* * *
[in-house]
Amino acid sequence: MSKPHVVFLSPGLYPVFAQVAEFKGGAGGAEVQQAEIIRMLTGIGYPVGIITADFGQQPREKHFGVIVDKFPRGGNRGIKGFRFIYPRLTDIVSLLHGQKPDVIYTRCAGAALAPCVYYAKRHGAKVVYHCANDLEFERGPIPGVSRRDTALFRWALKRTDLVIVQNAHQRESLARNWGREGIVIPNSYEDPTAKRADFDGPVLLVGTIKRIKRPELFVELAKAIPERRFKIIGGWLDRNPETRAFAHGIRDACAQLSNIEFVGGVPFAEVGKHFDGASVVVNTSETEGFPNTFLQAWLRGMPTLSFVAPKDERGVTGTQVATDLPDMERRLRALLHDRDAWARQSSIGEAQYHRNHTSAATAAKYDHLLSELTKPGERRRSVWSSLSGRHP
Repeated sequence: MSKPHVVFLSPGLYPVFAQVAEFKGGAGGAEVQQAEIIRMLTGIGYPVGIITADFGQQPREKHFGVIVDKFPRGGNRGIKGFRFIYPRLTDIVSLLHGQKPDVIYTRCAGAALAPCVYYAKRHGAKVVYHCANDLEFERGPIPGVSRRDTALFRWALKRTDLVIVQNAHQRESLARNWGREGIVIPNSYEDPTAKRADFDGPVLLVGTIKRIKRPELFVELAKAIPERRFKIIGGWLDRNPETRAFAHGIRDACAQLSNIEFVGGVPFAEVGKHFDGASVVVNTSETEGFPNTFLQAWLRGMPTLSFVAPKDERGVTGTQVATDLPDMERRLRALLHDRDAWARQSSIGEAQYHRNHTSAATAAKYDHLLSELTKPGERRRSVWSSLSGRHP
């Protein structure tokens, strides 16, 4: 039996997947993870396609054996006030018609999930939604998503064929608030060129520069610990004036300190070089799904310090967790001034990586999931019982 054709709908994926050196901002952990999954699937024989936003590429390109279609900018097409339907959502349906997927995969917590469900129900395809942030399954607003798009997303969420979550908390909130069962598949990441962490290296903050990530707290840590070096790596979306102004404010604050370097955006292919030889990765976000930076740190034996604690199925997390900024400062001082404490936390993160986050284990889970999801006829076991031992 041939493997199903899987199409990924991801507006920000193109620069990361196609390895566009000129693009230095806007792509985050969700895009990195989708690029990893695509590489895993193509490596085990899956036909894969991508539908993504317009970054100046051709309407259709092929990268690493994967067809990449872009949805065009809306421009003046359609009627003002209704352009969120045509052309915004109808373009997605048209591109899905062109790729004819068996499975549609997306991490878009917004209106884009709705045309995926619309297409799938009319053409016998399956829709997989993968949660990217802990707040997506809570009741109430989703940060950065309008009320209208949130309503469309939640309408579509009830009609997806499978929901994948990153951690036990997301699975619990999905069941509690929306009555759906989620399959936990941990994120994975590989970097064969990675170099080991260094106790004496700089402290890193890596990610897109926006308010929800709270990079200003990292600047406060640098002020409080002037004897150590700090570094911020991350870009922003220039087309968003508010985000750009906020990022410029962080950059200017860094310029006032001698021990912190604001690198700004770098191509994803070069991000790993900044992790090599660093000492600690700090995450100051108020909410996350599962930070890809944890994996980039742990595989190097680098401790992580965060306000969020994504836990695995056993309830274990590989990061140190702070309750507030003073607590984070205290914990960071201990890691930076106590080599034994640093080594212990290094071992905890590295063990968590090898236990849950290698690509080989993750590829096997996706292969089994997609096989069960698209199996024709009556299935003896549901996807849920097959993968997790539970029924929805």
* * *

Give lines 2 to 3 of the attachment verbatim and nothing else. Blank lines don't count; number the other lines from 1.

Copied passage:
Amino acid sequence: MSKPHVVFLSPGLYPVFAQVAEFKGGAGGAEVQQAEIIRMLTGIGYPVGIITADFGQQPREKHFGVIVDKFPRGGNRGIKGFRFIYPRLTDIVSLLHGQKPDVIYTRCAGAALAPCVYYAKRHGAKVVYHCANDLEFERGPIPGVSRRDTALFRWALKRTDLVIVQNAHQRESLARNWGREGIVIPNSYEDPTAKRADFDGPVLLVGTIKRIKRPELFVELAKAIPERRFKIIGGWLDRNPETRAFAHGIRDACAQLSNIEFVGGVPFAEVGKHFDGASVVVNTSETEGFPNTFLQAWLRGMPTLSFVAPKDERGVTGTQVATDLPDMERRLRALLHDRDAWARQSSIGEAQYHRNHTSAATAAKYDHLLSELTKPGERRRSVWSSLSGRHP
Repeated sequence: MSKPHVVFLSPGLYPVFAQVAEFKGGAGGAEVQQAEIIRMLTGIGYPVGIITADFGQQPREKHFGVIVDKFPRGGNRGIKGFRFIYPRLTDIVSLLHGQKPDVIYTRCAGAALAPCVYYAKRHGAKVVYHCANDLEFERGPIPGVSRRDTALFRWALKRTDLVIVQNAHQRESLARNWGREGIVIPNSYEDPTAKRADFDGPVLLVGTIKRIKRPELFVELAKAIPERRFKIIGGWLDRNPETRAFAHGIRDACAQLSNIEFVGGVPFAEVGKHFDGASVVVNTSETEGFPNTFLQAWLRGMPTLSFVAPKDERGVTGTQVATDLPDMERRLRALLHDRDAWARQSSIGEAQYHRNHTSAATAAKYDHLLSELTKPGERRRSVWSSLSGRHP